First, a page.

The Life Cycle of a Honeybee

Worker bees tending to the brood in their hive.

With flowers blooming and Mother’s Day just around the corner, spring is finally here! After mixed days of rain and sunshine, trees have finally budded and flowers have bloomed. Alongside that brings an insect that receives mixed reviews: the bee

In our world, there are close to 20,000 species of honeybees. In the United States alone, about 4,000 species play an integral part in our American ecosystem as pollinators of those budding trees and blooming flowers. 

Besides being an essential pollinator to our ecosystem, you may also think of bees as being stinging insects; you may even have a fear of them. But do you know much about their life cycle? Learn about the fascinating life cycle of honeybees with PURCOR Pest Solutions.

The Honeybee Life Cycle: Eggs 

A queen bee will begin laying eggs inside a honeycomb when her colony is established. A queen can lay eggs for her whole life after only mating once. They then can lay up to 2,000 eggs each day in the springtime. Bee eggs are about 1 mm long and have a pearly white color. 

The Honeybee Life Cycle: Larvae

After three days the eggs hatch into larvae. These creatures have no eyes, wings, legs, or antennae. Some bees inside the hive are assigned the job of feeding these larvae.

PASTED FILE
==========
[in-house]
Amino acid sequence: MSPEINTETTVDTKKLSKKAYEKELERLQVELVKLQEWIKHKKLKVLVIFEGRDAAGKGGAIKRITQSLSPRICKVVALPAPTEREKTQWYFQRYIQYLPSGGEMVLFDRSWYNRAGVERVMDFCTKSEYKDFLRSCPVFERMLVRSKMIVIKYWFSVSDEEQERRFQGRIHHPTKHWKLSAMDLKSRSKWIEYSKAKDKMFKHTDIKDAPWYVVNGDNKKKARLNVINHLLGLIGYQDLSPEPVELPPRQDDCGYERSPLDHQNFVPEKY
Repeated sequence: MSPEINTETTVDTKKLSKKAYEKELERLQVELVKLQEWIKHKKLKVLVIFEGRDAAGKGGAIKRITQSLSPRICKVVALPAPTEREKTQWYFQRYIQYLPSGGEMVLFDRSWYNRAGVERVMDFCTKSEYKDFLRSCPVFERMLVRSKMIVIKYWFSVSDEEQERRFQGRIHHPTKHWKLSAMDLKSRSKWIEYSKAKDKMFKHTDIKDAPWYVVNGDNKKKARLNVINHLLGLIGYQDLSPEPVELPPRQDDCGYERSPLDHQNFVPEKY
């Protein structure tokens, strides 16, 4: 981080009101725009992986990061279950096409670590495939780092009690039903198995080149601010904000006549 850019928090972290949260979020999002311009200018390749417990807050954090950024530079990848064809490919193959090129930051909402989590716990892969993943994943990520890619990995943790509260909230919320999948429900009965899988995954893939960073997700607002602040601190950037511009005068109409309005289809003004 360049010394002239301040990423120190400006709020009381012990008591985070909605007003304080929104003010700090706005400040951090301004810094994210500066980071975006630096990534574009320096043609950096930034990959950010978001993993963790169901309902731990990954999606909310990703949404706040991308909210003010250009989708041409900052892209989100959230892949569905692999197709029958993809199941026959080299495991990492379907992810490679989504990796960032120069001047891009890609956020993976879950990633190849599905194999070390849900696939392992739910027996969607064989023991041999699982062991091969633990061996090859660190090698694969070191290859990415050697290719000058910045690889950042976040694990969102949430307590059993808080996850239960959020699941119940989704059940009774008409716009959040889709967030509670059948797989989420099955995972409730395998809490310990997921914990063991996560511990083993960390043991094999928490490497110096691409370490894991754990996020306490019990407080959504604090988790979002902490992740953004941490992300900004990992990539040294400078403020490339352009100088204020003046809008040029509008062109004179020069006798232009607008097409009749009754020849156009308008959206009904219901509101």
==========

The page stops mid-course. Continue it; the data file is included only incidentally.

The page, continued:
Larvae look like white grubs and grow rapidly through a process called metamorphosis. They will grow 1,500 times their size. 

The Honeybee Life Cycle: Pupae

A bee’s next stage of life is as a pupa. In this part of the life cycle, the pupa will be sealed in a cell of the beehive with a wax capping. The type of bee determines how long it will stay in the wax-coated cell, but the typical time frame is around 6 – 10 days. In this stage, a bee finally begins to look like a bee. 

When it is about to hatch, worker bees place food called royal jelly in their cells. Once it’s fed royal jelly, a pupa hatches from its cocoon and becomes a bee. 

The Honeybee Life Cycle: Adult

You are probably most familiar with the form of an adult bee. Once a pupa hatches it is assigned a responsibility that it will perform until it grows old. Common bee roles within a hive include forager, housekeeper, worker, guard, and architect. 

The size of an adult bee varies based on its species. Some can be as small as 1/10 of an inch while others can be more than one inch in length. They can vary in color from the common yellow and black to brown or tan. 

Bees live in social communities called colonies for their whole lives. Unfortunately, this can make them hard (and dangerous) to remove without pest control professionals.

Keep Bees at Bay with PURCOR

If you suspect you have a colony of bees forming near your residence, contact your professionals at PURCOR. Protecting your home or business from buzzing, stinging pests is our top priority. Get a free quote for bee control today!

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